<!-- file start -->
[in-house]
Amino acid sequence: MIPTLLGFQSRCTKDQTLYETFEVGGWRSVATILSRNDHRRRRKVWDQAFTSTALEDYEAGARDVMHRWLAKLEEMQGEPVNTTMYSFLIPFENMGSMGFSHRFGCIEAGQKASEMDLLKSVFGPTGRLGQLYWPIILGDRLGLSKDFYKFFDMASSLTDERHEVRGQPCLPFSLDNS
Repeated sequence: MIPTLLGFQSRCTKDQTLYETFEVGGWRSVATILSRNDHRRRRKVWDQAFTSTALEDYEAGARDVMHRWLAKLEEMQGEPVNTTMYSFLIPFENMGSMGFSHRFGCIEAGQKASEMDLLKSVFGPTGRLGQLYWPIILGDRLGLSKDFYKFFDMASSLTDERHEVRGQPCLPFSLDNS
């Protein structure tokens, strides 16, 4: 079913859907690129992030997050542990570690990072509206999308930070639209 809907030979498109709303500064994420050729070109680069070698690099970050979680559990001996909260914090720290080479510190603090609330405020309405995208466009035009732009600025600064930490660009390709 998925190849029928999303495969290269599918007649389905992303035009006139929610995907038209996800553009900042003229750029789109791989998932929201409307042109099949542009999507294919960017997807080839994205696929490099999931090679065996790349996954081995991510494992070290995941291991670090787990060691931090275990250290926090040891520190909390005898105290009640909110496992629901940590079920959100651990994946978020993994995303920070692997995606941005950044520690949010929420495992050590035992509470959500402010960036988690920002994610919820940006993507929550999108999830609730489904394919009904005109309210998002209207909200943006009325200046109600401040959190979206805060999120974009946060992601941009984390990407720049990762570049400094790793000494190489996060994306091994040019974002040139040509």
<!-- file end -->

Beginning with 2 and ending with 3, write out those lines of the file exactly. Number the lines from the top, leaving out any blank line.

Amino acid sequence: MIPTLLGFQSRCTKDQTLYETFEVGGWRSVATILSRNDHRRRRKVWDQAFTSTALEDYEAGARDVMHRWLAKLEEMQGEPVNTTMYSFLIPFENMGSMGFSHRFGCIEAGQKASEMDLLKSVFGPTGRLGQLYWPIILGDRLGLSKDFYKFFDMASSLTDERHEVRGQPCLPFSLDNS
Repeated sequence: MIPTLLGFQSRCTKDQTLYETFEVGGWRSVATILSRNDHRRRRKVWDQAFTSTALEDYEAGARDVMHRWLAKLEEMQGEPVNTTMYSFLIPFENMGSMGFSHRFGCIEAGQKASEMDLLKSVFGPTGRLGQLYWPIILGDRLGLSKDFYKFFDMASSLTDERHEVRGQPCLPFSLDNS